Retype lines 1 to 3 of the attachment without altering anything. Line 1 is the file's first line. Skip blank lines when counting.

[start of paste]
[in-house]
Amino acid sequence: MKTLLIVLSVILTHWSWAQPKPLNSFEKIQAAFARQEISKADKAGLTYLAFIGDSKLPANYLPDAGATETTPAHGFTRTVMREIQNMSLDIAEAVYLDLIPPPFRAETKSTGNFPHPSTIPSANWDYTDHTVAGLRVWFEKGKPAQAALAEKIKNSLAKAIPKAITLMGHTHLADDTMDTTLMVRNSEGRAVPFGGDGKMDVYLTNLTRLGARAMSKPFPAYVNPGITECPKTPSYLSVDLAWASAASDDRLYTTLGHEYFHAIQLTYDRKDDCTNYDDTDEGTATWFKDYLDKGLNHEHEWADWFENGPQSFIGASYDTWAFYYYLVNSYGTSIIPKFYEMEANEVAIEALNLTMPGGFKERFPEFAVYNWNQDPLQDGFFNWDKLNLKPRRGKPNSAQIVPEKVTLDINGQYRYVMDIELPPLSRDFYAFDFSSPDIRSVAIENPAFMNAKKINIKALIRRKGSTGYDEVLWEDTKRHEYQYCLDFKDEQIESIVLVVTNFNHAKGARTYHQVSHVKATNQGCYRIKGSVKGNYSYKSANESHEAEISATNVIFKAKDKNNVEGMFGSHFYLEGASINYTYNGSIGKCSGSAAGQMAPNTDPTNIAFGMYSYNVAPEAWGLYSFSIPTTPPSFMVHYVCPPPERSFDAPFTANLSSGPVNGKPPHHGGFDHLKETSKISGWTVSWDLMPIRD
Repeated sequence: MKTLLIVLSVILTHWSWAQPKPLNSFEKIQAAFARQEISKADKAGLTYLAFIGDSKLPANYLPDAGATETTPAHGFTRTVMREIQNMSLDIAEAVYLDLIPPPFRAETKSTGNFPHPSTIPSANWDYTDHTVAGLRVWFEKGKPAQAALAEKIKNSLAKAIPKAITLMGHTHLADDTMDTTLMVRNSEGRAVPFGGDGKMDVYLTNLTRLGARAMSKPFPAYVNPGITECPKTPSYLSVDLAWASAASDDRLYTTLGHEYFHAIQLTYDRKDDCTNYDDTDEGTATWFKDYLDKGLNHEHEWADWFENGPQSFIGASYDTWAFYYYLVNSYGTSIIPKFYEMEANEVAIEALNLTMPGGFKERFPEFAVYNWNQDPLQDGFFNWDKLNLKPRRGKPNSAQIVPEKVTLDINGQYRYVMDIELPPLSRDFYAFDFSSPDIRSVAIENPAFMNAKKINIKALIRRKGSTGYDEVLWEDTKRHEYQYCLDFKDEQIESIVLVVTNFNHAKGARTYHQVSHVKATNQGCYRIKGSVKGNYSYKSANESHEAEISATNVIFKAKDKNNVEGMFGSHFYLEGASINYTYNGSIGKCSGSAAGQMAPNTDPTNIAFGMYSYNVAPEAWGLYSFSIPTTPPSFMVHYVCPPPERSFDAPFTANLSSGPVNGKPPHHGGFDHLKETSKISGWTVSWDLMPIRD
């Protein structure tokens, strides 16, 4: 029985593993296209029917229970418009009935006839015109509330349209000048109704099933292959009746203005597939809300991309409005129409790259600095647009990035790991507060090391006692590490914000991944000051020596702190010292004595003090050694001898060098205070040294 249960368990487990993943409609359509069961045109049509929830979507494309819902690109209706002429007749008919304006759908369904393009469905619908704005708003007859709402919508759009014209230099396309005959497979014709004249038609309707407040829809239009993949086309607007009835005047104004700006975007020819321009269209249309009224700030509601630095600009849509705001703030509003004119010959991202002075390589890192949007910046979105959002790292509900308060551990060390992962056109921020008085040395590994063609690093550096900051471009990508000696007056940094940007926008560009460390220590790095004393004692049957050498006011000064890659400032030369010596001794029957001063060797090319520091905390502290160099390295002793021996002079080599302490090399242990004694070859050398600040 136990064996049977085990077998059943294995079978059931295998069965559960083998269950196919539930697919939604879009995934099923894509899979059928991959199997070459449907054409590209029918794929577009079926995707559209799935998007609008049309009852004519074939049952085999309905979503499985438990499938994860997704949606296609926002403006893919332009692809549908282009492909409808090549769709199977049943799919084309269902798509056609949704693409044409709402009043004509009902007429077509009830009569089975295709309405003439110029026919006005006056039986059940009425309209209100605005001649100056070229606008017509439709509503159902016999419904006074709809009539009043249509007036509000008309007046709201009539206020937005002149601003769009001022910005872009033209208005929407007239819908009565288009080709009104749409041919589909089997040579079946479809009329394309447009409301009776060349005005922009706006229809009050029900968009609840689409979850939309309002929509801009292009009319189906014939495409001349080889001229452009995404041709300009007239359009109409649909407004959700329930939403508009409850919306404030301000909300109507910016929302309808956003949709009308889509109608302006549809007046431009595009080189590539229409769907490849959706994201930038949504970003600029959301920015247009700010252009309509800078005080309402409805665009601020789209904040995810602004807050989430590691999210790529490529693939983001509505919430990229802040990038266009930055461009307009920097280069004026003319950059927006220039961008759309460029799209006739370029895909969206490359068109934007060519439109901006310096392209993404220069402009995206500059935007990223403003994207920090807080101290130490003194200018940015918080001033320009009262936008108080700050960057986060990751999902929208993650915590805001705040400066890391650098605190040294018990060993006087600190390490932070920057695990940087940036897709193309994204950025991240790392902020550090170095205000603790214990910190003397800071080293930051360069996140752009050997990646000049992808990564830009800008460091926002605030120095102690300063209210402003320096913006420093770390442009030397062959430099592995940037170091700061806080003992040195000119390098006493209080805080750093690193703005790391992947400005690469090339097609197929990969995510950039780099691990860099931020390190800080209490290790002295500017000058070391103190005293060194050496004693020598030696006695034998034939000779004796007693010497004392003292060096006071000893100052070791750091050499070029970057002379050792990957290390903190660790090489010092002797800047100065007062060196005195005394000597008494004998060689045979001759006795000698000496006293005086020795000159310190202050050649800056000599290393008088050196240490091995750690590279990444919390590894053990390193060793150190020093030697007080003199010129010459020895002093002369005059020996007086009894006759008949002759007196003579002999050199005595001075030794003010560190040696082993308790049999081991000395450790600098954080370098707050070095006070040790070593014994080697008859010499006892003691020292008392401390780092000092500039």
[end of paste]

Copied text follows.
[in-house]
Amino acid sequence: MKTLLIVLSVILTHWSWAQPKPLNSFEKIQAAFARQEISKADKAGLTYLAFIGDSKLPANYLPDAGATETTPAHGFTRTVMREIQNMSLDIAEAVYLDLIPPPFRAETKSTGNFPHPSTIPSANWDYTDHTVAGLRVWFEKGKPAQAALAEKIKNSLAKAIPKAITLMGHTHLADDTMDTTLMVRNSEGRAVPFGGDGKMDVYLTNLTRLGARAMSKPFPAYVNPGITECPKTPSYLSVDLAWASAASDDRLYTTLGHEYFHAIQLTYDRKDDCTNYDDTDEGTATWFKDYLDKGLNHEHEWADWFENGPQSFIGASYDTWAFYYYLVNSYGTSIIPKFYEMEANEVAIEALNLTMPGGFKERFPEFAVYNWNQDPLQDGFFNWDKLNLKPRRGKPNSAQIVPEKVTLDINGQYRYVMDIELPPLSRDFYAFDFSSPDIRSVAIENPAFMNAKKINIKALIRRKGSTGYDEVLWEDTKRHEYQYCLDFKDEQIESIVLVVTNFNHAKGARTYHQVSHVKATNQGCYRIKGSVKGNYSYKSANESHEAEISATNVIFKAKDKNNVEGMFGSHFYLEGASINYTYNGSIGKCSGSAAGQMAPNTDPTNIAFGMYSYNVAPEAWGLYSFSIPTTPPSFMVHYVCPPPERSFDAPFTANLSSGPVNGKPPHHGGFDHLKETSKISGWTVSWDLMPIRD
Repeated sequence: MKTLLIVLSVILTHWSWAQPKPLNSFEKIQAAFARQEISKADKAGLTYLAFIGDSKLPANYLPDAGATETTPAHGFTRTVMREIQNMSLDIAEAVYLDLIPPPFRAETKSTGNFPHPSTIPSANWDYTDHTVAGLRVWFEKGKPAQAALAEKIKNSLAKAIPKAITLMGHTHLADDTMDTTLMVRNSEGRAVPFGGDGKMDVYLTNLTRLGARAMSKPFPAYVNPGITECPKTPSYLSVDLAWASAASDDRLYTTLGHEYFHAIQLTYDRKDDCTNYDDTDEGTATWFKDYLDKGLNHEHEWADWFENGPQSFIGASYDTWAFYYYLVNSYGTSIIPKFYEMEANEVAIEALNLTMPGGFKERFPEFAVYNWNQDPLQDGFFNWDKLNLKPRRGKPNSAQIVPEKVTLDINGQYRYVMDIELPPLSRDFYAFDFSSPDIRSVAIENPAFMNAKKINIKALIRRKGSTGYDEVLWEDTKRHEYQYCLDFKDEQIESIVLVVTNFNHAKGARTYHQVSHVKATNQGCYRIKGSVKGNYSYKSANESHEAEISATNVIFKAKDKNNVEGMFGSHFYLEGASINYTYNGSIGKCSGSAAGQMAPNTDPTNIAFGMYSYNVAPEAWGLYSFSIPTTPPSFMVHYVCPPPERSFDAPFTANLSSGPVNGKPPHHGGFDHLKETSKISGWTVSWDLMPIRD